Long Short-Term Memory Network:44.98%word2vec
Random Forest:43.22%tf-idf, lemmatized

Accuracy of 45%: Does Prediction work at all?

Because a prediction accuracy of 45% seems to be low, one might deem it impossible to improve price prediction by using vehicle description texts. To test this, I use a reduced feature model to predict the market prices (pricepredicted). The reduced feature model is trained on less structured attributes, e.g. horse power and millage are left out to forecast a market price for a car. Therefore, the market prices are less accurate. Because the vehicle description texts also include information similar to the structured attributes, it should be possible to predict the \(PR_{rel}\) classes more precisely when they are computed by the reduced feature model rather than calculated by the full feature model. The full feature model forecasts the car prices (pricepredicted) on all structured attributes. Due to the fact that the FNN performs best, I train it on \(PR_{rel}\) classes computed by the full (red) and reduced (blue) feature model. The following figure shows the result for this task. It depicts the accuracy on the test set for every training epoch of the FNN.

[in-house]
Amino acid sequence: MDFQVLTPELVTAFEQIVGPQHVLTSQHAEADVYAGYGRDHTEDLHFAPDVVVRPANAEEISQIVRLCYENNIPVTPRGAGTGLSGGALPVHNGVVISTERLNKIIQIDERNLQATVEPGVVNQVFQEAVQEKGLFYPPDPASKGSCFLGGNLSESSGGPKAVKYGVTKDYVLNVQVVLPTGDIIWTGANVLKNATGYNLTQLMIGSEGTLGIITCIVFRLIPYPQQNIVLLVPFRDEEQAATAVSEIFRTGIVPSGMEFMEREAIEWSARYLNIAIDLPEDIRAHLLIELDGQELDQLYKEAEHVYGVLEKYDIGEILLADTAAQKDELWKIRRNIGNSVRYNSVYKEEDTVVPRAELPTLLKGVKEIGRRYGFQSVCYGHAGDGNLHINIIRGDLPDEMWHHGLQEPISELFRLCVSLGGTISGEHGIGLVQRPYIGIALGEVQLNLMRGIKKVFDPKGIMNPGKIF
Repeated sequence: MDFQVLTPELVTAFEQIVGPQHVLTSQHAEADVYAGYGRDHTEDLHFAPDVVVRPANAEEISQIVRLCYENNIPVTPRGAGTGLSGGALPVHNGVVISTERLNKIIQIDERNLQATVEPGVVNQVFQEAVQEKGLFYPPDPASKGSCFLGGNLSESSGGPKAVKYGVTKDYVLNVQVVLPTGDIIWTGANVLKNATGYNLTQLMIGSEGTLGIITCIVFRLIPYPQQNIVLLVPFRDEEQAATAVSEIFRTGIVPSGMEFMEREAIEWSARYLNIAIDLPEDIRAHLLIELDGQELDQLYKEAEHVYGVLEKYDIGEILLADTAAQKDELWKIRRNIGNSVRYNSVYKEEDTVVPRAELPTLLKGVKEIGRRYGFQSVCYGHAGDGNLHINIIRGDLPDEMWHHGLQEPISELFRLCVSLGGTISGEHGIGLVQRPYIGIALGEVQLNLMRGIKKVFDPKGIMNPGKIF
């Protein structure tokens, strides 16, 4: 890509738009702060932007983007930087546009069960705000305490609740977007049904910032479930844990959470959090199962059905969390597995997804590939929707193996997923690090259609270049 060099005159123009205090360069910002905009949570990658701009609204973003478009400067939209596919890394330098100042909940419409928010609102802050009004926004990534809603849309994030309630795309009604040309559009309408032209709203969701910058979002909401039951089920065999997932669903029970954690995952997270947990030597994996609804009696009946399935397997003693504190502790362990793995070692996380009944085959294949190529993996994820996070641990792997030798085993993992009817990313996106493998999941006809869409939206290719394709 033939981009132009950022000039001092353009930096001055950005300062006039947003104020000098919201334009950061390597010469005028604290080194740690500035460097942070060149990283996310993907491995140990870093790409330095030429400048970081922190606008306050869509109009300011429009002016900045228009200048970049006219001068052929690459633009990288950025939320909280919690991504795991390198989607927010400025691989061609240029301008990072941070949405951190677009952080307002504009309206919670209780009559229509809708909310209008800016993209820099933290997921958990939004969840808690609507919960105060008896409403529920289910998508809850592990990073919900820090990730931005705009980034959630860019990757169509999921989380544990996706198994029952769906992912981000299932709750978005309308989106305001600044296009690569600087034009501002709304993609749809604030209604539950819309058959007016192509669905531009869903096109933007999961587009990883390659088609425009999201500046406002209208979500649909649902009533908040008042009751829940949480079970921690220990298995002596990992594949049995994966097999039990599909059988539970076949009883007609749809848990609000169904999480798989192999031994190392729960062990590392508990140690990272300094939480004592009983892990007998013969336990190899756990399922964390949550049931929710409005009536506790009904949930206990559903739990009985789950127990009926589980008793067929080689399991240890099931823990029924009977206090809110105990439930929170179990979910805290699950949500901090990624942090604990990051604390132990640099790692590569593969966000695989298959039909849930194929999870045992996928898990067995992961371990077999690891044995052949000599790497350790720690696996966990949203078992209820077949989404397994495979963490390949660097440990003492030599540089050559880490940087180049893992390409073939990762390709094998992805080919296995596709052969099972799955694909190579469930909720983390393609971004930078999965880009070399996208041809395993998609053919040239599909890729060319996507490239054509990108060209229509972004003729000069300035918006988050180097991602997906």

The accuracy of the FNN is higher when the reduced feature model is used. Therefore, it is possible to improve price prediction by incorporating the vehicle description texts. The prediction of the \(PR_{rel}\) classes is approximately 1% more accurate for the reduced model. It is only a marginal improvement and the structured attributes already contain a lot of the price relevant information.


The last paragraph showed that it is possible to improve price prediction in online car markets by analyzing vehicle description texts. But only a small improvement can be achieved. As the human-based prediction shows it is difficult for a human to forecast the correct \(PR_{rel}\) classes from vehicle description texts. The vehicle description texts in online car marketplaces are very short (20 words on average) and do often not contain any additional price information. Most price information is already contained in the structured attributes. Probably the analysis of the associated car images could offer the opportunity to improve forecasting.

Nevertheless, a trend can be obtained by analyzing the description texts with NLP. The best ML-model is only 4.22 percentage points below the accuracy of a human.